It is believed that dingos have lived in Australia for some 5,000 to 10,000 years. Their origin is obscure, although they are thought to be related to the Indian Wolf.
As most Australians know, their reputation as killers was reinforced as a result of the Azaria Chamberlain case. Lindy and Michael Chamberlain were camping near Uluru (Ayer’s Rock) in Central Australia in 1980, when their 10-week-old baby daughter Azaria disappeared. Lindy, who claimed that a dingo had taken the baby, was subsequently jailed for murder, but after three years, new evidence was found which suggested that a dingo had indeed been the culprit, and Lindy was released. A film called Evil Angels was subsequently made about the story.
There have been other instances of dingos attacking children. In 2001, two dingos attacked and killed a nine-year-old boy on Fraser Island, north of Brisbane. In 2011, a three-year-old girl was attacked on Fraser Island, and sustained serious leg injuries.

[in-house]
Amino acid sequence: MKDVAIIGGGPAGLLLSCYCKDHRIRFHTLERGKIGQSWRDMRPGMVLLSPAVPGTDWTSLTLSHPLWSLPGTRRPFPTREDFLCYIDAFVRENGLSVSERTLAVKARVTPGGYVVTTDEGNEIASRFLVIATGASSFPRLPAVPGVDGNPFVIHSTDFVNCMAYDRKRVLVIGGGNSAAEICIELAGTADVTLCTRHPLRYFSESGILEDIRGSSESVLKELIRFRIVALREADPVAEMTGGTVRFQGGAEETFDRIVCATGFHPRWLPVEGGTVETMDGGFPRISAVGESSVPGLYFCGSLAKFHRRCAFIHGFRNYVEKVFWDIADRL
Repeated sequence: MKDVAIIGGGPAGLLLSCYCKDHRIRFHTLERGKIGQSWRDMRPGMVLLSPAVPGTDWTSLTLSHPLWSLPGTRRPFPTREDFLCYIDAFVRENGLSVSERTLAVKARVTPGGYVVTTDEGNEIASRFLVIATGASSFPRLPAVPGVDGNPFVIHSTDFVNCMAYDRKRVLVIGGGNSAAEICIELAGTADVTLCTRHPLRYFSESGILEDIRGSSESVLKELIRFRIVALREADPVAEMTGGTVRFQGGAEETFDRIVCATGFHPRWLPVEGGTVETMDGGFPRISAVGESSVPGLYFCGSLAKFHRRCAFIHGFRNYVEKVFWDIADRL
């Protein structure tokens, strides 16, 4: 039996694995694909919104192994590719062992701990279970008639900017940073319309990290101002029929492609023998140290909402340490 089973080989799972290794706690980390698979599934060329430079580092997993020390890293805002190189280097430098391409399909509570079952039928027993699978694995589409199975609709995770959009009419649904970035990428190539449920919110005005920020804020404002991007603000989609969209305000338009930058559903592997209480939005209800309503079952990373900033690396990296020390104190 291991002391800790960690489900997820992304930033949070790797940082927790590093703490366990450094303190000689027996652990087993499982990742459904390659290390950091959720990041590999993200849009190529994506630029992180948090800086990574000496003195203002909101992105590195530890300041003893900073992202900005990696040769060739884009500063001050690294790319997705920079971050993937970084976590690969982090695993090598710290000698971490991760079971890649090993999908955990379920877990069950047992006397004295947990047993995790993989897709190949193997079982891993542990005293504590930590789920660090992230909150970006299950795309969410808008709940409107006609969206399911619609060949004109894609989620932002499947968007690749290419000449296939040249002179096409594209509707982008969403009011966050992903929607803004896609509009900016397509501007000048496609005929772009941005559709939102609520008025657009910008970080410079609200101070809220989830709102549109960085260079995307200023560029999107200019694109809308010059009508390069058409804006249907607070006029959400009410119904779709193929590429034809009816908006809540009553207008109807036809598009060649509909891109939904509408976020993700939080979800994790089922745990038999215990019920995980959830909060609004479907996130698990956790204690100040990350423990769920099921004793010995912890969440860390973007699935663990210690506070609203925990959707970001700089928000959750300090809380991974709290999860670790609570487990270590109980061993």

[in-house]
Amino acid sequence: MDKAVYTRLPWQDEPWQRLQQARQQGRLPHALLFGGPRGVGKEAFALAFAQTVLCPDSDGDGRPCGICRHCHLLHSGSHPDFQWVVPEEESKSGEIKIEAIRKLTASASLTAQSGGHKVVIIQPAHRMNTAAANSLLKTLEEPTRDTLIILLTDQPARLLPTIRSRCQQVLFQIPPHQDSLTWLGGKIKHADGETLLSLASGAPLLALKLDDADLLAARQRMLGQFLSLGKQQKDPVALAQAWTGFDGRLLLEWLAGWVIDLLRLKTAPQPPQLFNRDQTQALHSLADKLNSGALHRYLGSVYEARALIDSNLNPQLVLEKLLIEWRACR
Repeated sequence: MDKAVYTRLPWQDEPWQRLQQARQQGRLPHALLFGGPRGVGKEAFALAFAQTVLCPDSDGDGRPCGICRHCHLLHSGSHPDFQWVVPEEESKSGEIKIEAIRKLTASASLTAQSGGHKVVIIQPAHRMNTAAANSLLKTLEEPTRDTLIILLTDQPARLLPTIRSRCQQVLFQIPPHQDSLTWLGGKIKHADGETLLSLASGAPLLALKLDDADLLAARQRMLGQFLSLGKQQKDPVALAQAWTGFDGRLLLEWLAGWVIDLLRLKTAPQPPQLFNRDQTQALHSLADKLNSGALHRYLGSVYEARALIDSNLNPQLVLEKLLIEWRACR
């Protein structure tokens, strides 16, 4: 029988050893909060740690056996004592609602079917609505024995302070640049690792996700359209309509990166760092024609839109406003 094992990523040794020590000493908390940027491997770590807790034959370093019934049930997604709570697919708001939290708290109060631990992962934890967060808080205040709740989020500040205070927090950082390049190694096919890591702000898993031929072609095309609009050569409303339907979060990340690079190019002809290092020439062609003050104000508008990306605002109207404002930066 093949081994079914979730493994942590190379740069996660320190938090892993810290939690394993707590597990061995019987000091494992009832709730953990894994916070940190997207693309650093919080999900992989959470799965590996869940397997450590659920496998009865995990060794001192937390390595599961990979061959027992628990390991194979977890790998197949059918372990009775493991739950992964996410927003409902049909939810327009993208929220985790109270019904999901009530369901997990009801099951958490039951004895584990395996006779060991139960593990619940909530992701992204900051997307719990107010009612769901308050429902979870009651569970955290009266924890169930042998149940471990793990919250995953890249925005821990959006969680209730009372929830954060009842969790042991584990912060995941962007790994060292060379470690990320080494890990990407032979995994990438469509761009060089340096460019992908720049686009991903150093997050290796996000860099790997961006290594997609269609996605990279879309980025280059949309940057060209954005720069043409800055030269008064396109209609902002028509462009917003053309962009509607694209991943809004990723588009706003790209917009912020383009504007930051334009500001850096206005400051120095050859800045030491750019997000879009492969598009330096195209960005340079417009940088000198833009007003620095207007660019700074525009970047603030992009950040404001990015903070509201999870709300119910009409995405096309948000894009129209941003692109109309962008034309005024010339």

Dingos are sophisticated hunters, sometimes operating in packs of up to five or six, and farmers say they will often kill far more animals than they need for food. Sheep, calves, rabbits, kangaroos, and emus are all on the menu. However, there have been very few reports of dingos attacking able-bodies adults, and although we usually see a few dingos when we’re traveling on the north side of the Dog Fence, we have never been threatened by them in any way.
Tourists who don’t know better are sometimes seen feeding dingos. This is frowned upon by the authorities, because it encourages dingos to hang around camp grounds and such places.
Although some people argue otherwise, most experts agree that dingos cannot be tamed, and are therefore unsuitable for keeping as pets. The dingo’s bark is short and infrequent, however the sound of dingos howling at night can be quite eerie.